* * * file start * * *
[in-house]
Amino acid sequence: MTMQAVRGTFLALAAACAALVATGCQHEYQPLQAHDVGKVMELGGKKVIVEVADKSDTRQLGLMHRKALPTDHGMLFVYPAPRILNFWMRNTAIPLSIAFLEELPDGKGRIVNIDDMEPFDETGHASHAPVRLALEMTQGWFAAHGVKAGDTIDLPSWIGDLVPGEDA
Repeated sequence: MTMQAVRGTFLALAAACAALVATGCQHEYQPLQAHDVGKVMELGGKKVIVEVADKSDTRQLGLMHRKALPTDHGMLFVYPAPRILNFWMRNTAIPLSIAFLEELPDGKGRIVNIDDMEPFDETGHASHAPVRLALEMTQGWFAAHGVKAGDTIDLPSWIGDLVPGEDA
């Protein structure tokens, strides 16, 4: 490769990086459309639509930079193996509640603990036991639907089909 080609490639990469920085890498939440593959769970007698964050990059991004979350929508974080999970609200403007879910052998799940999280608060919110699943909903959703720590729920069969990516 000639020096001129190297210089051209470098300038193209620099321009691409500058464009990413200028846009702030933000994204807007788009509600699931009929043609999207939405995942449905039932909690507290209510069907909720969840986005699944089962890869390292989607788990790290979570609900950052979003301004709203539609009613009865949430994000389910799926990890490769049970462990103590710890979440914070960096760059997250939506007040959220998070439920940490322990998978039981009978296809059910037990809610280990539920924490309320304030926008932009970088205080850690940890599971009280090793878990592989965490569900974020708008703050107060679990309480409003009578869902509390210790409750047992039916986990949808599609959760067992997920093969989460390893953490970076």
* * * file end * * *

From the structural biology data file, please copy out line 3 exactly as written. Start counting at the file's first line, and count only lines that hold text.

Repeated sequence: MTMQAVRGTFLALAAACAALVATGCQHEYQPLQAHDVGKVMELGGKKVIVEVADKSDTRQLGLMHRKALPTDHGMLFVYPAPRILNFWMRNTAIPLSIAFLEELPDGKGRIVNIDDMEPFDETGHASHAPVRLALEMTQGWFAAHGVKAGDTIDLPSWIGDLVPGEDA